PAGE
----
30 September 2018

On Becoming a Political Person

My husband and I are at the Green Party of Canada biannual convention this weekend in Vancouver. Some lovely friends convinced us to come, and our shared hotel room has been like a grownup's slumber party. ;-) 

One of the nicest things about attending this convention has been running into dear old friends from the environmental movement who, like us, have found their political tribe in the Greens. Loved your new music video, The Gasoline Breakup Song, Franke and Billiam James! "Sound Activism" ... fabulous! And Dr. Warren Bell, it was good to reconnect after years of watching your continued online activism and involvement with the Canadian Association of Physicians for the Environment. (My hubby, Dr. Peter Carter, was a founding director of CAPE in the mid-1990s.)


I'm going home psyched up to help people understand proportional representation (PR) so that they vote "YES" in my province's upcoming referendum on PR. Our first-past-the-post system puts all the power in the hands of one party, even if they have less than 50% of the votes. See Fair Vote Canada.

Elizabeth May's speech at Saturday night's banquet (the most vegetarian banquet I've ever attended!) was, in turns, quite moving and very rousing. What got the most resounding applause? When talking about the climate crisis, she said:
"The Green Party doesn't want to be a one issue party but if the one issue is survival then there is only one issue."
— Elizabeth May, Leader, Green Party of Canada
Another highlight for me was the Saturday morning keynote address by Caroline Lucas, a British politician who in 2010 was elected the Green Party's first Member of Parliament. She said several things that resonated for me, for example: "You can't just bolt the environment onto business as usual." Exactly! We need a transformation in how we "do business." (You can watch her half-hour speech here, from 3:00 to 31:44 — https://www.facebook.com/GreenPartyofCanada/videos/1825623187581859/.)

It's been interesting for me to observe my reactions at this political party convention. I'm proud to say that I helped Elizabeth May get elected twice now — she's my federal Member of Parliament — but it simply meant putting her bumper sticker on my little car and manning a Saturday table at the shopping centre in my tiny community before the election. I wasn't "involved in politics." It was something Caroline Lucas said that reminded me to be watching the political machinations this weekend:
"Complacency is a more dangerous enemy than denial."
— Caroline Lucas
And what I witnessed was a kinder, gentler political "beast" than I knew possible. Mind you, check out this refreshing UN address by New Zealand's prime minister, Jacinda Ardern, about her government's determination to focus on kindness. Kindness! Imagine that. (I've started her speech near the end, but it's worth listening to the whole thing.)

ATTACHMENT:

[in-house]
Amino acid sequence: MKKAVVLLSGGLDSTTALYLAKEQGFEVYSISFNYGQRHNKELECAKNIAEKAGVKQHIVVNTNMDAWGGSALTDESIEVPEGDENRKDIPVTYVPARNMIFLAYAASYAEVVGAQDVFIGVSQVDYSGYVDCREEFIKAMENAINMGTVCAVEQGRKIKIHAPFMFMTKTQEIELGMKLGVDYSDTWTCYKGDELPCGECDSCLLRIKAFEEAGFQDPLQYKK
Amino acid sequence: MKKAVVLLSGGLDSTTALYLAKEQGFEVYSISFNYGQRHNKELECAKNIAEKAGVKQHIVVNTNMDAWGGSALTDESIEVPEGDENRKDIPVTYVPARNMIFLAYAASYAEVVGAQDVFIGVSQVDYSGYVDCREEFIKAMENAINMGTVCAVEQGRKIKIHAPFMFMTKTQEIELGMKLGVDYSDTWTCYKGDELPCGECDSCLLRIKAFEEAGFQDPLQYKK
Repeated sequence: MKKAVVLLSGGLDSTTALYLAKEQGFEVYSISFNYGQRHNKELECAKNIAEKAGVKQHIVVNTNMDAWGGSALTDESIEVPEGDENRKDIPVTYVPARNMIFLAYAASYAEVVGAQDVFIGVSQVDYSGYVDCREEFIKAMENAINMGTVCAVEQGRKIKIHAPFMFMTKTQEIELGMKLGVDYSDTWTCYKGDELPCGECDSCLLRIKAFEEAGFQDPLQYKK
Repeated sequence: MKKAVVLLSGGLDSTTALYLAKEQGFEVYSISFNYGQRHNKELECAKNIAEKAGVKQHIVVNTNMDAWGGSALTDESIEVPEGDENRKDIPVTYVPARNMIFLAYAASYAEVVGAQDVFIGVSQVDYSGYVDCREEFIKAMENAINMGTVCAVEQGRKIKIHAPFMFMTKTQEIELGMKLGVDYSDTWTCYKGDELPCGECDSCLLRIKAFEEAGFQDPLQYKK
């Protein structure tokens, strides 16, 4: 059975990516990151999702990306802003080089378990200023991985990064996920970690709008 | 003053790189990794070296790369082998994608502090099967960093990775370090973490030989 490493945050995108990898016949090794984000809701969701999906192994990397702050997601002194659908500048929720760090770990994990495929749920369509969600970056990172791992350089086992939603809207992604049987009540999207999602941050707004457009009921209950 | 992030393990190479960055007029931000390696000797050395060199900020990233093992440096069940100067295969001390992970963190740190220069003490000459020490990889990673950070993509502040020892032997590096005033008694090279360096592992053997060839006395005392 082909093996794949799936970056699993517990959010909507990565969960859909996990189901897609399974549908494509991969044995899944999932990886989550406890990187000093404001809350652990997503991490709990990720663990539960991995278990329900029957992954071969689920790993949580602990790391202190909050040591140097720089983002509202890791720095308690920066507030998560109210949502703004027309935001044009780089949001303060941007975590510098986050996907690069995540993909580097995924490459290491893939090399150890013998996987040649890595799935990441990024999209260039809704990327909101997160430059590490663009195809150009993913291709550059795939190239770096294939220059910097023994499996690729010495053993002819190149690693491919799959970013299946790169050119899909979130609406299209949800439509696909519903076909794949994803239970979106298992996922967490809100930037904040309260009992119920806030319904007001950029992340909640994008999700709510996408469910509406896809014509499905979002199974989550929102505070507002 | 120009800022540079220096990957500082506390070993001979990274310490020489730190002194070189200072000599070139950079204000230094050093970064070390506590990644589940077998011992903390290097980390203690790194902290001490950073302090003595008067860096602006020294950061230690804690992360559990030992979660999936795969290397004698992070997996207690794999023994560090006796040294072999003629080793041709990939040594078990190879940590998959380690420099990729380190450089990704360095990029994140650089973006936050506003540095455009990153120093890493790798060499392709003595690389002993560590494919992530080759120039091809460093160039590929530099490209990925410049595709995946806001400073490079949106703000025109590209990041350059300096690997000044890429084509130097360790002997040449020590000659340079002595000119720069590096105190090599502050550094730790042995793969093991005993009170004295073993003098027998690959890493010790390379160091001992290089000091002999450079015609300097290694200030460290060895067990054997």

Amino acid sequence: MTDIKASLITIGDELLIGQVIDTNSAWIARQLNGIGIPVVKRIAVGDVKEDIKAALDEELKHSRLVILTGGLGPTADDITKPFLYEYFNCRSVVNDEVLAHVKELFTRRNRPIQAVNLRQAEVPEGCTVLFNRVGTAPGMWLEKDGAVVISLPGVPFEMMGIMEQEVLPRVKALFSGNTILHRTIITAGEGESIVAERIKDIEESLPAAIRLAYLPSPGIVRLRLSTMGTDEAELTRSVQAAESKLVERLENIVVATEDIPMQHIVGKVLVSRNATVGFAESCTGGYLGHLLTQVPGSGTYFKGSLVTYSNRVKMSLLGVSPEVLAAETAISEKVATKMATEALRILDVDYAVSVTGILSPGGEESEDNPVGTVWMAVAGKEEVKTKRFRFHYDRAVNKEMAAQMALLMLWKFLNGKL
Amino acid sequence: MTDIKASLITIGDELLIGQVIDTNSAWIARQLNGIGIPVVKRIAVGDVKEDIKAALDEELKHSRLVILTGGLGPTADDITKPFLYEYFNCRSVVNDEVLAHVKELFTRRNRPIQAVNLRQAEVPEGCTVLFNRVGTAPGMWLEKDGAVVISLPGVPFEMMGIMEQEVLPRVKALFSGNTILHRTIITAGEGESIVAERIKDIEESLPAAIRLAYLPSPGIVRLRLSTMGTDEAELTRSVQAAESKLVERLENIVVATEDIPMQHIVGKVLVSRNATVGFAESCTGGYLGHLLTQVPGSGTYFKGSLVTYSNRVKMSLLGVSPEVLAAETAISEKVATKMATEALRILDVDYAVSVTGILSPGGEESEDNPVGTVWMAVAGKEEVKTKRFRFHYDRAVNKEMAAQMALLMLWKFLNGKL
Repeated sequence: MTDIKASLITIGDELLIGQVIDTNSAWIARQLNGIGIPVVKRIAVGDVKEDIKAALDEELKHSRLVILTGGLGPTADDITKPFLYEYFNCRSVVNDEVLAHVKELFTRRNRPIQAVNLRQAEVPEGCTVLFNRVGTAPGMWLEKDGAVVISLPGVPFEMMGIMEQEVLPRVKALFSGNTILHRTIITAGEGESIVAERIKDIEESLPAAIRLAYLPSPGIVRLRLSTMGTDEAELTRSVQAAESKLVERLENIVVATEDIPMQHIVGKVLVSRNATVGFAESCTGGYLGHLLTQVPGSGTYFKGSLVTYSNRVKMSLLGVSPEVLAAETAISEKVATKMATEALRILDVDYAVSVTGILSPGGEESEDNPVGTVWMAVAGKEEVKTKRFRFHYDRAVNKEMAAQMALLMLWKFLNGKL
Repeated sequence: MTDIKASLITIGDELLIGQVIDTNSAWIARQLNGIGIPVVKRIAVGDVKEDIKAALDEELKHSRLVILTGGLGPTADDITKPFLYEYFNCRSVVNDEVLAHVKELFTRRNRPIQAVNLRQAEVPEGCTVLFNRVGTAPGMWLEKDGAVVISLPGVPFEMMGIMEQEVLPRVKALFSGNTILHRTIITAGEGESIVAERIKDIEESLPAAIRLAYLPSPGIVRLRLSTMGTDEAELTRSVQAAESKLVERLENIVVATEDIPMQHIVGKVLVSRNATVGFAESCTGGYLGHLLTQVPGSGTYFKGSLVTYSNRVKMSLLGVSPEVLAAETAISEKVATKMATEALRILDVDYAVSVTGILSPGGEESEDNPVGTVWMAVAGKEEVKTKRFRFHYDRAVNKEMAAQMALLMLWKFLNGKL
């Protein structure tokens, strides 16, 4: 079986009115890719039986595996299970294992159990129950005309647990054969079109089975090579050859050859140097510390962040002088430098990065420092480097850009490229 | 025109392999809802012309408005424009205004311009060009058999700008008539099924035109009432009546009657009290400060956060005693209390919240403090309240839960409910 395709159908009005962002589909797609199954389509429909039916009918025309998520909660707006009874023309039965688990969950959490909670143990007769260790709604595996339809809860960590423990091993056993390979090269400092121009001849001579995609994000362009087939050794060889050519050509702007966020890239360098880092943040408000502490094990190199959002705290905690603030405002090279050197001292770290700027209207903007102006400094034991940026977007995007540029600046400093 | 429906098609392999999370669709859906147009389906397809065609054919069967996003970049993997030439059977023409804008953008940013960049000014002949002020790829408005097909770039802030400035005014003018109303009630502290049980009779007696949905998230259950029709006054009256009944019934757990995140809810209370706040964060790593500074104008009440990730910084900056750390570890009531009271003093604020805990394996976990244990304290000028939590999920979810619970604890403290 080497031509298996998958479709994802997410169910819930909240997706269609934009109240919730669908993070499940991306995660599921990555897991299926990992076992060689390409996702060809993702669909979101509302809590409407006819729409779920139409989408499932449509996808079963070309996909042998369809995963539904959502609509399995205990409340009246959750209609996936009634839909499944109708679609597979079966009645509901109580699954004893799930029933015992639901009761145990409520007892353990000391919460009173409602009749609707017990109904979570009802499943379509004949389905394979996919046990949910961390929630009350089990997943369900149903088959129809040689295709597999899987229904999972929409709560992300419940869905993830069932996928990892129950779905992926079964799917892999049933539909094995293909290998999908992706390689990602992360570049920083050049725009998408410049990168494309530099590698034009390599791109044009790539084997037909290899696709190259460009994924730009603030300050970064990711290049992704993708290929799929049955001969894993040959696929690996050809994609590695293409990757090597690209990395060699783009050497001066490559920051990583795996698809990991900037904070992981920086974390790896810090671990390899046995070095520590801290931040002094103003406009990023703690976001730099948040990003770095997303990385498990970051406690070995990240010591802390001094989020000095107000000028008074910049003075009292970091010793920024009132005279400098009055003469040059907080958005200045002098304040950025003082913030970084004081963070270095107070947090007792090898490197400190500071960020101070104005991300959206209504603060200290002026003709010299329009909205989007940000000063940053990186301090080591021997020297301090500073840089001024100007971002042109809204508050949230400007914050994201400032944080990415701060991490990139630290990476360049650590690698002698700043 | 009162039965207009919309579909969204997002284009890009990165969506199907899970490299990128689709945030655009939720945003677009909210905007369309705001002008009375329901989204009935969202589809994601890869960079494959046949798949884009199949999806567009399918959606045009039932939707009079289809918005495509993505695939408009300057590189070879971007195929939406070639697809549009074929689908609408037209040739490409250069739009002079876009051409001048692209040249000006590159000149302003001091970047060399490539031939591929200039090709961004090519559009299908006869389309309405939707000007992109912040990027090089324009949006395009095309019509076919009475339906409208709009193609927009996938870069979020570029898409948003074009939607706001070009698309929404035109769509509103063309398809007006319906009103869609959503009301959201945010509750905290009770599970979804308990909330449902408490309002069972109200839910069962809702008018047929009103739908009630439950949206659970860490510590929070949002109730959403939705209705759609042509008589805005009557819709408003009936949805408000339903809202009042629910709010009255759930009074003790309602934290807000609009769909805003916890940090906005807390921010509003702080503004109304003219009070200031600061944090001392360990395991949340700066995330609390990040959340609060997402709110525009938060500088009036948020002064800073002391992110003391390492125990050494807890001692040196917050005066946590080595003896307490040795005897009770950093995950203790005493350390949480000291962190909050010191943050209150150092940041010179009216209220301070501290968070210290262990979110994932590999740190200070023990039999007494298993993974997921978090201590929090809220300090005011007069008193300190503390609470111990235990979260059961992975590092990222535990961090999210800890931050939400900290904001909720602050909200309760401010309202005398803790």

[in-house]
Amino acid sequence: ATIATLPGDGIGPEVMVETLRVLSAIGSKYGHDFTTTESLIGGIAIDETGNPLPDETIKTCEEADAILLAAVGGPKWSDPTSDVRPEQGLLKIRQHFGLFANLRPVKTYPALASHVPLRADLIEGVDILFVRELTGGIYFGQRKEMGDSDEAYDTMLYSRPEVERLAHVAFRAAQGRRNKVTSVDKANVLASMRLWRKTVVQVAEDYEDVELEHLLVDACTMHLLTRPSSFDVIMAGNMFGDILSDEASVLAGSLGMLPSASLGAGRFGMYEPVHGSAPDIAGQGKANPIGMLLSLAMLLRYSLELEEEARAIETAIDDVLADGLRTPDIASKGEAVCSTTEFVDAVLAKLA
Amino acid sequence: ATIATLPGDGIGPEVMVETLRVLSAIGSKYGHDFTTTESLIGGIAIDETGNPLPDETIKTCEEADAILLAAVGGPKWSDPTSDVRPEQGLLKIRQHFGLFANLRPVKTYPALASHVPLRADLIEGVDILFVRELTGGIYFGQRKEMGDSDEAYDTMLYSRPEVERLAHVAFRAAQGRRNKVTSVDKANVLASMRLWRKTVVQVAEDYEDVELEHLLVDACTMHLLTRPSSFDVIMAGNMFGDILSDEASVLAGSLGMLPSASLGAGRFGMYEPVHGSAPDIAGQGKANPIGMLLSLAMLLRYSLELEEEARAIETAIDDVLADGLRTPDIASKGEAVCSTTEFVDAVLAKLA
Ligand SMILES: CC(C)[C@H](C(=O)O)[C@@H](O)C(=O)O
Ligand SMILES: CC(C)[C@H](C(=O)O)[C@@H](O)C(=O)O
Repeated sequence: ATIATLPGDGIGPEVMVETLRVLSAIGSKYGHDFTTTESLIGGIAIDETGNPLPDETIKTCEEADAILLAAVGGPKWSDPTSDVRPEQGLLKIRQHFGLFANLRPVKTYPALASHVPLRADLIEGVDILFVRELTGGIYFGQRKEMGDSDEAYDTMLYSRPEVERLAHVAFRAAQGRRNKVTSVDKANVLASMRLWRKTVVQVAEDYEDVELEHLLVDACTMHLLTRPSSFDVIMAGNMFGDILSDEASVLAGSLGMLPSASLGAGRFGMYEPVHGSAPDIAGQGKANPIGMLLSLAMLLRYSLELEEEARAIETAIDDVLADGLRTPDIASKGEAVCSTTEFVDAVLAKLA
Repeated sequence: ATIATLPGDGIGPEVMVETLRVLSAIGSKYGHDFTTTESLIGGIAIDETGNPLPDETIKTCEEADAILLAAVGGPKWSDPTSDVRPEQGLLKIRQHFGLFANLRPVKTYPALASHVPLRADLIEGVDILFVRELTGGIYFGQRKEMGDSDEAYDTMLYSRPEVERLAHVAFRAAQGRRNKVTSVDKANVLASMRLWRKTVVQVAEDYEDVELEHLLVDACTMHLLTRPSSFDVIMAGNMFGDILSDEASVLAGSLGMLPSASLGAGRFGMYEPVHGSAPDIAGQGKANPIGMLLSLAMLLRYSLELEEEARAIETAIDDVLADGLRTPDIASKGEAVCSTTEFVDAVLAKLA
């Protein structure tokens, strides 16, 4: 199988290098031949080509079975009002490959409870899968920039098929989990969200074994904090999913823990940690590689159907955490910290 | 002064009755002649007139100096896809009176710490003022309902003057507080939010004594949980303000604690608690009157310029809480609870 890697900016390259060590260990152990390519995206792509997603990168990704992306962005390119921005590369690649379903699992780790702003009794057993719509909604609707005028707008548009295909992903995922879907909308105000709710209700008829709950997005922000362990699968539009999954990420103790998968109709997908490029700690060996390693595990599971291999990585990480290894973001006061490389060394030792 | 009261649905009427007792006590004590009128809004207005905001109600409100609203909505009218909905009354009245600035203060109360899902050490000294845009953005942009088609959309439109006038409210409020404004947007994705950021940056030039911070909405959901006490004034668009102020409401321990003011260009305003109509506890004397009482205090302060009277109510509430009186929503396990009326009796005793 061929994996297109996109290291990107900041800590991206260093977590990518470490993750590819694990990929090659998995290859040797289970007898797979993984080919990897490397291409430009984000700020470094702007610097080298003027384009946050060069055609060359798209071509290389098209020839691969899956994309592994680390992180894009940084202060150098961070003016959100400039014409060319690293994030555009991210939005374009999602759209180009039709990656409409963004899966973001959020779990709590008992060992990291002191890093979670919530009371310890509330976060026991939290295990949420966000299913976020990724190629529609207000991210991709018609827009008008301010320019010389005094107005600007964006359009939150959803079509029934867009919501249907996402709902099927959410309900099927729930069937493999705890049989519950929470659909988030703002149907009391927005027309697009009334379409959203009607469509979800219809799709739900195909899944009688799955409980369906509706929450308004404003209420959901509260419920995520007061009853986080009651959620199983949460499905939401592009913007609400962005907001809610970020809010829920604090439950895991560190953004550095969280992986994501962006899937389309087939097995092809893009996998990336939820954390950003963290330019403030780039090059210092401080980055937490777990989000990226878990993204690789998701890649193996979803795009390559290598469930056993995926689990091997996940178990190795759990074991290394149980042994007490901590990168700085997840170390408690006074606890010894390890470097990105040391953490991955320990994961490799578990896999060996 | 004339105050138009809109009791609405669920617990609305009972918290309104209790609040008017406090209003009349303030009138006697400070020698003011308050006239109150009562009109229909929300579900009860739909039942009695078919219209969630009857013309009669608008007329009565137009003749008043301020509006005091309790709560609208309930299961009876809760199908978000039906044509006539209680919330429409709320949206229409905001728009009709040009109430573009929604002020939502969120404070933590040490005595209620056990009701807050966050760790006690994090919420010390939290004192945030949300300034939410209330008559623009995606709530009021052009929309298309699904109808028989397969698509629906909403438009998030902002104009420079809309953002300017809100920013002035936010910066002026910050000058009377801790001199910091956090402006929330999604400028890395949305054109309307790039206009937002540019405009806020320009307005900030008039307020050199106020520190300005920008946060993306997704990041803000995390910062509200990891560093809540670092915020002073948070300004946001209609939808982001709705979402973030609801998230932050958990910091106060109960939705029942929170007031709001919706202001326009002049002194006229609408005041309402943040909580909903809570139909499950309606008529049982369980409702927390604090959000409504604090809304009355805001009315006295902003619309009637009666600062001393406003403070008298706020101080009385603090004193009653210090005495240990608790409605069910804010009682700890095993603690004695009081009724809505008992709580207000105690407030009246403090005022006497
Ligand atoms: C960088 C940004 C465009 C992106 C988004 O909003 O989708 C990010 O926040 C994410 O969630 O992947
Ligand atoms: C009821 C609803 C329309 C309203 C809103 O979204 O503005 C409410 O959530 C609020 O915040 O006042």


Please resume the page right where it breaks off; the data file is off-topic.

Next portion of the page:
Don't get me wrong, the Green Party members in attendance at this convention got plenty excited at times and were generous with their standing ovations. They are certainly not a staid bunch. But the feeling here is that if they can't achieve their goals and still be decent people, then their goals aren't worth achieving. Souls are not for sale in the Green Party. People don't have to sell out any part of their beliefs or ideals. (Although my friendly amendment to a proposed policy to make it more ecologically literate in its wording — "people and other animals" instead of "animals and people" — was not accepted via the consensus process (too many red cards), which I'll admit was a bummer for this newbie. Our language choices can have a transformative effect, but some people either don't realize that, or are more comfortable with status quo — i.e., biblical — understandings of our species. But the consensus process worked to keep things rolling along ... and I can always try again another time.) 

Anyway, I just wanted to share my #GreenConv18 experiences with you. I hope that wherever you live and with whatever time you have available, you can contribute to making our political systems kinder, gentler, more ethical, and perhaps a tad more ecologically literate. 

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I would appreciate hearing your thoughts or questions on this post or anything else you've read here. What is your take on courage and compassion being an important part of the solution to the climate change emergency?